This past week the FIFA 20 season came to an official close with the EA eChampions League Invitational. Usually EA has a huge offline event as culmination for all their FUT Champions Cups and online qualifiers called the EA FIFA eWorld cup, but due to Covid19 this years edition was cancelled. A number of online tournaments was organised and broadcasted, with this 100.000 $ eChampions League Invitational as culmination.
Seven FIFA players who have made a lasting impression in FIFA20 such as Spencer “Gorilla” Ealing and Michael “Megabit” Bittner combined with reigning FIFA19 World Champion Mohammed “Mo Auba” Harkous to duke it out for the 35.000 $ number one prize. Olle ‘Ollelito’ Arbin and Donovan “Tekkz” Hunt were the favourites for the title, but unfortunately the dream final never materialized.
While Fnatic’s Tekkz did what everyone expected him to, reaching the Grand Final without dropping a single match and never having to fight his way back from the Lower Bracket, Ollelito had a stroke of bad luck during the first leg of his first matchup that ended in a 1-1 draw against MoAuba. His interpretation of the rules, that stated a maximum of 4 Icons were allowed to be used, got him expelled before his campaign ever really took flight. He assumed when taking an Icon off the field, it was allowed to be replaced by another Icon, but bringing on Cruyff for Eusebio meant the admin team had no choice but to disqualify the young Swedish revelation.
Niklas “NRaseck” Raseck never dropped a match until the german had to concede his first loss in the winner bracket final against Tekkz. Meanwhile Gorilla and MoAuba clawed their way through the groups using the Lower Bracket as a means to fight themselves back into contention, MoAuba even winning a grand final berth by winning against NRaseck, who had humiliated him before with a 2-0 and 4-0 home and away result in the group stage. Up against the 18 year old UK sensation, he had no chance however, and dropped the finals with a combined 5-1 score in favour of Tekkz.
I was privileged enough to be hired to be at the Proximus Media House in Brussels to do live TV coverage of the matches, observing and adhering to Belgian safety regulations naturally. Each of the casting crew had their own voice recording booth, and we were expected to wear mouth masks out in the hall way.
When FIFA21 hits the shelves in October, expect big announcements from EA about their upcoming esports season and prize purse.
Fortnite’s Apple struggle continues.
Epic games struck back after Apple claimed their action to be the digital equivalent of shoplifting. They organized an anti-Apple tournament under the name #FREEFORTNITE CUP, explaining what happened in the process;
“Apple has blocked Fortnite from the App Store, preventing players from updating to new versions. Players on iOS devices will be left behind on Chapter 2 – Season 3 while everyone else jumps into the Chapter 2 – Season 4 launch on August 27.”
The battle continues and Epic Games are not willing to back down from a fight.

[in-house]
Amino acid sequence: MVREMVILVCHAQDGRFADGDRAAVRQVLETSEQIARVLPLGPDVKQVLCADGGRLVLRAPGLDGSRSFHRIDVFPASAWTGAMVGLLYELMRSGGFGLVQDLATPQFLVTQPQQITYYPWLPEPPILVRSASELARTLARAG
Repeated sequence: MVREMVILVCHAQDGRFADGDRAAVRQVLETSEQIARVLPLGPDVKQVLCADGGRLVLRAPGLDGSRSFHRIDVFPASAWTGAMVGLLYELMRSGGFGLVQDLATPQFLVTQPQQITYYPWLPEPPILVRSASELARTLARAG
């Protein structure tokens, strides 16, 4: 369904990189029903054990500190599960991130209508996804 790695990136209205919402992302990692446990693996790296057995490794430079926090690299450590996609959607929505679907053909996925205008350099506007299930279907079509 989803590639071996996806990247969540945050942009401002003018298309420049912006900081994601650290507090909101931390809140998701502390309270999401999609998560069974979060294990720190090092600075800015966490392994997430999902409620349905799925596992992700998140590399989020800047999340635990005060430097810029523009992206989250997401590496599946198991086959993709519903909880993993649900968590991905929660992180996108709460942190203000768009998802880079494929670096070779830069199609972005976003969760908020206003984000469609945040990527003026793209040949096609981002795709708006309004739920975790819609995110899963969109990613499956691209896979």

The anti-Apple tournament was played Sunday the 23rd of August;
It was the last tournament where Apple users and Android players could play a tournament together. Season 3 has now been closed to make way for season 4 as per August 27th. Due to the Apple store Fortnite ban, this season can no longer be played via iOS.. If you look at the prices, you will see that there were more than 1,200 hardware prizes to be won. Of course all with Android as the operating system. Other prizes are also clearly a reference to Apple and the tournament banner was a nice touch in my opinion.
Mario Kart World Championship
Last week we announced the Mario Kart World Championship, and while it took place, some of the competitors could not make it to Esports Game Arena due to Covid19 travel restrictions. In the absence of at least five players who are considered among the ten best in the world, Karel van Duivenbode managed to grab a winners medal and the plaudits. The Dutchman celebrated on home soil together with the French duo that completed the podium, Guillaume Leviach and Jeremie Clement.
Finally, the professional sport clubs keep jumping head first into esports waters, as Spanish football club FC Barcelona has established an esports cooperation agreement with Tencent. The Chinese multinational conglomerate will help Barcelona with their involvement in “esports betting competitions, esports education and industry exchange in the future with a view to exploring the many possibilities of collaboration between sports and esports.”
FC Barcelona already competed in Psyonix’s Rocket League and Konami’s eFootball PES leagues, but had already been rumoured to be looking for involvement in League of Legends competition as well. Tencent will definitely not advice against this idea, so I imagine we will see Barcelona announce their LoL plans very soon, and perhaps even Fortnite. Especially considering the stake Tencent has in esports titles, owning for instance 100 percent of Riot Games (League of Legends), 84.3 percent of Supercell (Clash Royale), and 40 percent of Epic Games (Fortnite).
Another Spanish club has also decided to ‘up their game’, with Real Betis announcing they will let go of their Spanish CS:GO roster to make way for a talented international squad.
Their new team so far consists of a Swedish core; in-game leader Sead “Djury” Jahovic, Jovan “aybeN” Mucibabic, AWPer (sniper) Aleksandar “jayzaR” Zarkovic, and CYPHER, a youngster from the UK. Two Spanish team members are left, coach Pablo “pulga” Fernández and veteran David “Kairi” de Miguel, who is benched as the team looks for another fifth player to complete the starting line-up.